Kamia: My dream role is gritty, something that challenges me, excites me, and allows me to grow as an actor because I think that’s why we do this. We want to grow. And a feature film, obviously.

Edison: Marvel or D.C., either one is fine with me. Like Cale was saying – that cool superhero role or supervillain, even both. I’ve always been obsessed so either one is good for me.

Mary Ellen: Have you been turned down due to stereotyped expectations?

Cale: There have been countless roles that I’ve gone for, where they are specific that it’s for a disabled actor or a disabled part. One time, I made it to the director’s meeting, and it was between another kid and me. And they went with the able-bodied person who didn’t have a disability. It’s frustrating to see someone who wouldn’t usually be in a wheelchair cast in a wheelchair. Wheelchairs aren’t props; they’re for people who need them. Authentic representation is critical.

Edison: There have been a few auditions where it’s like what Cale was saying, but it’s about race for me. I know we’re actors. We act, we act different from ourselves, but casting can seem stereotypical. I feel like stereotypical casting is not doing justice to the actual character and the people who live their lives like that. Sometimes don’t pay them enough homage.

Kamaia: I will touch on what Edison said about how sometimes they want you to fit into stereotypical roles. I have gone out for parts where everyone kind of looks just like me, and I think that’s a little bit odd. At an audition, I can wonder if they think my hair is too big or stuff like that. I feel like we all should be open to different bodies, different hair, and different skin tones. That’s what’s going to move us forward. I think it’s crucial for every little kid out there to see themselves being represented in film.

Michela: I’ve often seen roles that negatively portray girls and females. But I’ve been fortunate to work with Sinking Ship, which promotes gender equality, and especially the Geena Davis Institute, which promotes gender equity, equality, and the importance of equal representation of all genders on the screen.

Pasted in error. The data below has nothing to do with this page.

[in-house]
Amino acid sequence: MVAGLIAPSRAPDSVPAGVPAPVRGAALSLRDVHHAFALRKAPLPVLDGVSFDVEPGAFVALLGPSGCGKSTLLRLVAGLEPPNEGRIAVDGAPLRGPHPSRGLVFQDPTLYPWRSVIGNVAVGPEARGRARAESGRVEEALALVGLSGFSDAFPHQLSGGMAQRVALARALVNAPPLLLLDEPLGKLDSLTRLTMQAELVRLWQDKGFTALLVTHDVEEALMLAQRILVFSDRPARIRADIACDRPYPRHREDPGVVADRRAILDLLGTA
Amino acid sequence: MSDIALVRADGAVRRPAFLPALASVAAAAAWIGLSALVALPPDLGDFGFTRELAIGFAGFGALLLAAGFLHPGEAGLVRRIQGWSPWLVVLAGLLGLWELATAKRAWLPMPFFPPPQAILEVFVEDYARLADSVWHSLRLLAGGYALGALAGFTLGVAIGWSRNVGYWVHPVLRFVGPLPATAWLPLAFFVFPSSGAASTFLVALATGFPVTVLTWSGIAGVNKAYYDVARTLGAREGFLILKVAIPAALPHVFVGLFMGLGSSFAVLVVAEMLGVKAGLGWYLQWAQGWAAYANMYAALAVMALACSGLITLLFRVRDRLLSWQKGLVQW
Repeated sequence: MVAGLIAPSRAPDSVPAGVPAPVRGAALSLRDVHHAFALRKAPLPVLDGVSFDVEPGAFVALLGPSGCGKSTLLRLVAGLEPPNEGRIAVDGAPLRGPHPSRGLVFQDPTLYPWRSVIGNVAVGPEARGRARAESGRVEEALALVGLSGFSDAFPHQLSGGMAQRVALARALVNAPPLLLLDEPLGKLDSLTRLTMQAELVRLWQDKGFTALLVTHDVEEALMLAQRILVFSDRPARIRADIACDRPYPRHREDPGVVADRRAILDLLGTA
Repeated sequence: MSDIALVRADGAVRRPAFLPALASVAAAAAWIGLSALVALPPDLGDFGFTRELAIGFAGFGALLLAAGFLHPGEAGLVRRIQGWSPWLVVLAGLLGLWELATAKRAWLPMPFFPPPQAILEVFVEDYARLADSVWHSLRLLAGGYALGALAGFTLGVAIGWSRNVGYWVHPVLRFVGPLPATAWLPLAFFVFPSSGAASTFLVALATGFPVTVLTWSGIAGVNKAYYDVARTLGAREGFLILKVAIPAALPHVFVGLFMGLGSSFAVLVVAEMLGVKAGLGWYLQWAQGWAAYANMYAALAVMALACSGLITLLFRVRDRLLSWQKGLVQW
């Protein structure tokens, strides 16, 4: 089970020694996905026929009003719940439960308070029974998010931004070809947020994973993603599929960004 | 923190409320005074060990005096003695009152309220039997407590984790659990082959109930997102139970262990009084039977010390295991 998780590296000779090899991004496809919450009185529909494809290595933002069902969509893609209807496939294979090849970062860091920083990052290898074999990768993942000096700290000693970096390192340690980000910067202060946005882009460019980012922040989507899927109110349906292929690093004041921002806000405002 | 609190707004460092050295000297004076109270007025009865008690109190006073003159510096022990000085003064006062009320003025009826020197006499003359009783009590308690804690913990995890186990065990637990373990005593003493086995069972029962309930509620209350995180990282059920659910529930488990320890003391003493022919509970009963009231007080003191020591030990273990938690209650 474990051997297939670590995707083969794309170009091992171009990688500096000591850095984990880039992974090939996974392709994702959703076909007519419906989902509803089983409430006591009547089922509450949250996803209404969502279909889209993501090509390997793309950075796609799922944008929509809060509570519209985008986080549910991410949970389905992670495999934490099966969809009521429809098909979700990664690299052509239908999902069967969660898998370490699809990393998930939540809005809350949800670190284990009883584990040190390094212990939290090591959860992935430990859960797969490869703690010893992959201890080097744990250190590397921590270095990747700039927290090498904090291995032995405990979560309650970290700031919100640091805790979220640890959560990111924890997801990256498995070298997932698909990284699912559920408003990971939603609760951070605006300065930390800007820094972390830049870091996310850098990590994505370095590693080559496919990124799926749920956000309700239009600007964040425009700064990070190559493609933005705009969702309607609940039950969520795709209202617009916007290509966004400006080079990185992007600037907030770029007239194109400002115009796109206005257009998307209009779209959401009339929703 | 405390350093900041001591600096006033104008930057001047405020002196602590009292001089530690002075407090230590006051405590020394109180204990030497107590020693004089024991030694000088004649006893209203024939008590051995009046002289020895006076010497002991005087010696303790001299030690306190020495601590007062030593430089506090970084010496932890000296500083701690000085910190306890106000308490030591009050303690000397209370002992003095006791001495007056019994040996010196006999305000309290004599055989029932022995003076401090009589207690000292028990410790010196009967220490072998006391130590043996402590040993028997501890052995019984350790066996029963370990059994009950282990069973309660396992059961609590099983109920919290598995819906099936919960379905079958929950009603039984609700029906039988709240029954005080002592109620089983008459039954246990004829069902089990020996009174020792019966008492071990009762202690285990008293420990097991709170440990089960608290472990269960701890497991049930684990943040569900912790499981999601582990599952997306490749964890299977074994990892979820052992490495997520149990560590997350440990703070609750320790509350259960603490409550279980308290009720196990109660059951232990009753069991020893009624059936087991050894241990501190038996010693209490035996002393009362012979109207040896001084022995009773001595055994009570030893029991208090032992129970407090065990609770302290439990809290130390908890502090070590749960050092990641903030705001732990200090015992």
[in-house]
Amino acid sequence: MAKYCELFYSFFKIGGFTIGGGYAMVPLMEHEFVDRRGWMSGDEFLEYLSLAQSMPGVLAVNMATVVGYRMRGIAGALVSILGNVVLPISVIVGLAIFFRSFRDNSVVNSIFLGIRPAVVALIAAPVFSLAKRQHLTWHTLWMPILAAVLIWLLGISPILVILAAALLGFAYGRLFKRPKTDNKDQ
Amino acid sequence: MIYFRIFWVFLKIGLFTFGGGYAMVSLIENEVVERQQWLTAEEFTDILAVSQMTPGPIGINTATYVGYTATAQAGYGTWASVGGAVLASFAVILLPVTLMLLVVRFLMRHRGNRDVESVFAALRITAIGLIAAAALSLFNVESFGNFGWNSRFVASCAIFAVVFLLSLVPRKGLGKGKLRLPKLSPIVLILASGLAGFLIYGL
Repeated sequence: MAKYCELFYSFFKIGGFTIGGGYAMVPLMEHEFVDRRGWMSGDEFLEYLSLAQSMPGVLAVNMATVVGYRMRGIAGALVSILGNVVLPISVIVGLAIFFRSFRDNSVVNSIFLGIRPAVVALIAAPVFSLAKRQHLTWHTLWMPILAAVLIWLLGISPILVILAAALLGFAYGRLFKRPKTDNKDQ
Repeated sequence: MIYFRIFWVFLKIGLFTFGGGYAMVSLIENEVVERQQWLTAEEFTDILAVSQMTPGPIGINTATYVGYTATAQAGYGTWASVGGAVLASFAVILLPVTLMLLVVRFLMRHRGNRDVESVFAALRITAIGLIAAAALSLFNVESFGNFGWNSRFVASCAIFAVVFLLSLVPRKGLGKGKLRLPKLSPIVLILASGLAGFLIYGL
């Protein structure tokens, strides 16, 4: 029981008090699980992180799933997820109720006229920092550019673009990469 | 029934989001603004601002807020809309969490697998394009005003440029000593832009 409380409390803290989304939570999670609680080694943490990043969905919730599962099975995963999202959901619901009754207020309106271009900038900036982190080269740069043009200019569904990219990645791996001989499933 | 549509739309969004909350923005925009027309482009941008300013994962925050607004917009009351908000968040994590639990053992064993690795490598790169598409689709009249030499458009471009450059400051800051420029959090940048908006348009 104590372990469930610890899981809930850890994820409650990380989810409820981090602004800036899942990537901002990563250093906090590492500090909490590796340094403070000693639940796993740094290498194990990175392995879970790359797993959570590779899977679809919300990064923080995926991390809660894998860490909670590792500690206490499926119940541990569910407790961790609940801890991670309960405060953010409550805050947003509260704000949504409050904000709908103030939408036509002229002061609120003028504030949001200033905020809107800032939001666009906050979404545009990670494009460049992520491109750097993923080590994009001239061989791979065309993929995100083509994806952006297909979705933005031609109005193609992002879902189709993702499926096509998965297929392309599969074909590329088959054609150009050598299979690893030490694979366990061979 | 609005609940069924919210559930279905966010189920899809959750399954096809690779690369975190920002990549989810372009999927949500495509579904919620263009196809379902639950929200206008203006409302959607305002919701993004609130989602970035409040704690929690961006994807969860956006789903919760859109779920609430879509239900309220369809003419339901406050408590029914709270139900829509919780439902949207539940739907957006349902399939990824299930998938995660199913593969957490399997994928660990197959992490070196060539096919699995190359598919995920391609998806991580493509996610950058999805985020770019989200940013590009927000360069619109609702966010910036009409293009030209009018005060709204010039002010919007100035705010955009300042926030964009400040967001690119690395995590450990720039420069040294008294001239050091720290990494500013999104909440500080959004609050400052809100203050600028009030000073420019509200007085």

Mary Ellen: What do you want our community to know about you that hasn’t already been written?

Edison: I would say my family roots, my heritage, that’s not something that a lot of people know. My sixth great grandfather, Jim Schenkel, was a slave in Mississippi; his wife and kids were sold to a Texas slaveowner. His family was torn apart, and he decided to run to Texas despite the consequences. He ran hundreds of miles and swam across the Mississippi River, and eventually, he made it back to his wife. He convinced the Texas slave owner to buy him, and his family was whole again. That’s how I ended up in Texas.

Kamaia: I’m passionate about exercise. I’m on a track team, and I’ve fallen in love with running. I think it’s essential to stay healthy and active, especially during the quarantine, to boost your mood. Even though a lot is going on in the world right now, don’t forget to take care of yourself.

Cale: I would love to be a competitive dancer because I love to dance. I love dance parties and freestyling, but competition would be great because I’m incredibly competitive. I also would love to rock a runway during New York Fashion Week. Modeling is one of my favorite things ever. I have one of the best catwalks – I practice at home. One of the last things is that I have a condition called Fanconi Anemia. And I like to tell my story so others can relate because representation matters.

Michela: I don’t have anything in mind, but I would say go stream Endlings. There are links on Hulu and CBC TV.

IF SHE CAN SEE IT, SHE CAN BE IT